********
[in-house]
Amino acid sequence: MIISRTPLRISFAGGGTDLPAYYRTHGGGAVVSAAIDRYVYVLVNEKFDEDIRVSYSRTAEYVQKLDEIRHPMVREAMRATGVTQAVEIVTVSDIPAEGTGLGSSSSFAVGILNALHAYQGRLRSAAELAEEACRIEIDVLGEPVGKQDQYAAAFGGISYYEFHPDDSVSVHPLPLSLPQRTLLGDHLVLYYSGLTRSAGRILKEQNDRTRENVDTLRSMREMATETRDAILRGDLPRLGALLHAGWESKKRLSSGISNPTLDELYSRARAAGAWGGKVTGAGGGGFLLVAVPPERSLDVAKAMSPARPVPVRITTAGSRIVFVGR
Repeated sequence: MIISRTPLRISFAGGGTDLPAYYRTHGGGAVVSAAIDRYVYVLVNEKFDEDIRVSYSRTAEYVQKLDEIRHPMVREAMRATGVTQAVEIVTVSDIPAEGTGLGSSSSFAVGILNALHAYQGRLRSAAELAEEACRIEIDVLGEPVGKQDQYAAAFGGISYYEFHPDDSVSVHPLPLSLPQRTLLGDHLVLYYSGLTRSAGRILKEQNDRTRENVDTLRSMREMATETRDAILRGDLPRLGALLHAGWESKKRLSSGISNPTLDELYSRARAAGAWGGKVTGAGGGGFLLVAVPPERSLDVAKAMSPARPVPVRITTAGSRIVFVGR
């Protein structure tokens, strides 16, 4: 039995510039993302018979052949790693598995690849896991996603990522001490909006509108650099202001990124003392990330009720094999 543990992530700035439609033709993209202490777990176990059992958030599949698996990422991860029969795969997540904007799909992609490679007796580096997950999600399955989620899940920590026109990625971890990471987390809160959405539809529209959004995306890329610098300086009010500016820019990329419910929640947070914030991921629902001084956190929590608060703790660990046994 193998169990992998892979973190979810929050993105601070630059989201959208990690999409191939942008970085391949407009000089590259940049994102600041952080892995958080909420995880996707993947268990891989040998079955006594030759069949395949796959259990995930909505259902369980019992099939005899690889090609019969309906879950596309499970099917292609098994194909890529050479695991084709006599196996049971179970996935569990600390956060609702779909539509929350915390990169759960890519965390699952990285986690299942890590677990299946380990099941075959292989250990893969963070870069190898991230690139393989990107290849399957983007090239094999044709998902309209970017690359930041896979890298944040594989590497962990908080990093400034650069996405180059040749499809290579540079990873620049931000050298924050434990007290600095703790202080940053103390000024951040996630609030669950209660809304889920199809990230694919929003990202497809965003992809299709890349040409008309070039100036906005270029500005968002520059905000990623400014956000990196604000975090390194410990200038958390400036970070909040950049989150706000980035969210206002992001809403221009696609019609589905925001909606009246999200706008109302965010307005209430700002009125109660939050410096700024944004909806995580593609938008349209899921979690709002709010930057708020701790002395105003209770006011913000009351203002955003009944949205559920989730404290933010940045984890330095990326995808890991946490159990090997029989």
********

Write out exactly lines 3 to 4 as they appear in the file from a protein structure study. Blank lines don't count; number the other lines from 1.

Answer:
Repeated sequence: MIISRTPLRISFAGGGTDLPAYYRTHGGGAVVSAAIDRYVYVLVNEKFDEDIRVSYSRTAEYVQKLDEIRHPMVREAMRATGVTQAVEIVTVSDIPAEGTGLGSSSSFAVGILNALHAYQGRLRSAAELAEEACRIEIDVLGEPVGKQDQYAAAFGGISYYEFHPDDSVSVHPLPLSLPQRTLLGDHLVLYYSGLTRSAGRILKEQNDRTRENVDTLRSMREMATETRDAILRGDLPRLGALLHAGWESKKRLSSGISNPTLDELYSRARAAGAWGGKVTGAGGGGFLLVAVPPERSLDVAKAMSPARPVPVRITTAGSRIVFVGR
């Protein structure tokens, strides 16, 4: 039995510039993302018979052949790693598995690849896991996603990522001490909006509108650099202001990124003392990330009720094999 543990992530700035439609033709993209202490777990176990059992958030599949698996990422991860029969795969997540904007799909992609490679007796580096997950999600399955989620899940920590026109990625971890990471987390809160959405539809529209959004995306890329610098300086009010500016820019990329419910929640947070914030991921629902001084956190929590608060703790660990046994 193998169990992998892979973190979810929050993105601070630059989201959208990690999409191939942008970085391949407009000089590259940049994102600041952080892995958080909420995880996707993947268990891989040998079955006594030759069949395949796959259990995930909505259902369980019992099939005899690889090609019969309906879950596309499970099917292609098994194909890529050479695991084709006599196996049971179970996935569990600390956060609702779909539509929350915390990169759960890519965390699952990285986690299942890590677990299946380990099941075959292989250990893969963070870069190898991230690139393989990107290849399957983007090239094999044709998902309209970017690359930041896979890298944040594989590497962990908080990093400034650069996405180059040749499809290579540079990873620049931000050298924050434990007290600095703790202080940053103390000024951040996630609030669950209660809304889920199809990230694919929003990202497809965003992809299709890349040409008309070039100036906005270029500005968002520059905000990623400014956000990196604000975090390194410990200038958390400036970070909040950049989150706000980035969210206002992001809403221009696609019609589905925001909606009246999200706008109302965010307005209430700002009125109660939050410096700024944004909806995580593609938008349209899921979690709002709010930057708020701790002395105003209770006011913000009351203002955003009944949205559920989730404290933010940045984890330095990326995808890991946490159990090997029989």